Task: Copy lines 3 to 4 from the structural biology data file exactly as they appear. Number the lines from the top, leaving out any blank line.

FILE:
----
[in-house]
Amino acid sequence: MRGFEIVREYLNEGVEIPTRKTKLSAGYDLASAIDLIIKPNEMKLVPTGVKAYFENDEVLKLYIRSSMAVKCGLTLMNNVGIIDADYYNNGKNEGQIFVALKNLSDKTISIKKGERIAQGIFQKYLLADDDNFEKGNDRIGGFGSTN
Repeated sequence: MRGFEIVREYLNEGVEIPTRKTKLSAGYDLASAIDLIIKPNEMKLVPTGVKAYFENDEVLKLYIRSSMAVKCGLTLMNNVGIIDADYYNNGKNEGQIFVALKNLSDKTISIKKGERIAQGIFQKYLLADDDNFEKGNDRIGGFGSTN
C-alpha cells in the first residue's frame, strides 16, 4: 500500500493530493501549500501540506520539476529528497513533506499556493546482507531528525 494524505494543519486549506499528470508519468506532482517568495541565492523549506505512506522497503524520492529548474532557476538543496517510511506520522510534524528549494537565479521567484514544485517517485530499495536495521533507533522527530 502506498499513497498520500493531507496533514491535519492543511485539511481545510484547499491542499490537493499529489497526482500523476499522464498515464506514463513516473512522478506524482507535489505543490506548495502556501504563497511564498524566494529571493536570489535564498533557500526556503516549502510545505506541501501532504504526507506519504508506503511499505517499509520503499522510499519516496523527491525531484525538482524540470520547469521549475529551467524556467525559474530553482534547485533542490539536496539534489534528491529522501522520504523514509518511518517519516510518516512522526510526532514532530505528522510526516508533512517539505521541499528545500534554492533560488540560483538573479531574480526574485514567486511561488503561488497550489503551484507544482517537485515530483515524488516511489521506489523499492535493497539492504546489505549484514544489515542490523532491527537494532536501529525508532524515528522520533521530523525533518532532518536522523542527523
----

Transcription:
Repeated sequence: MRGFEIVREYLNEGVEIPTRKTKLSAGYDLASAIDLIIKPNEMKLVPTGVKAYFENDEVLKLYIRSSMAVKCGLTLMNNVGIIDADYYNNGKNEGQIFVALKNLSDKTISIKKGERIAQGIFQKYLLADDDNFEKGNDRIGGFGSTN
C-alpha cells in the first residue's frame, strides 16, 4: 500500500493530493501549500501540506520539476529528497513533506499556493546482507531528525 494524505494543519486549506499528470508519468506532482517568495541565492523549506505512506522497503524520492529548474532557476538543496517510511506520522510534524528549494537565479521567484514544485517517485530499495536495521533507533522527530 502506498499513497498520500493531507496533514491535519492543511485539511481545510484547499491542499490537493499529489497526482500523476499522464498515464506514463513516473512522478506524482507535489505543490506548495502556501504563497511564498524566494529571493536570489535564498533557500526556503516549502510545505506541501501532504504526507506519504508506503511499505517499509520503499522510499519516496523527491525531484525538482524540470520547469521549475529551467524556467525559474530553482534547485533542490539536496539534489534528491529522501522520504523514509518511518517519516510518516512522526510526532514532530505528522510526516508533512517539505521541499528545500534554492533560488540560483538573479531574480526574485514567486511561488503561488497550489503551484507544482517537485515530483515524488516511489521506489523499492535493497539492504546489505549484514544489515542490523532491527537494532536501529525508532524515528522520533521530523525533518532532518536522523542527523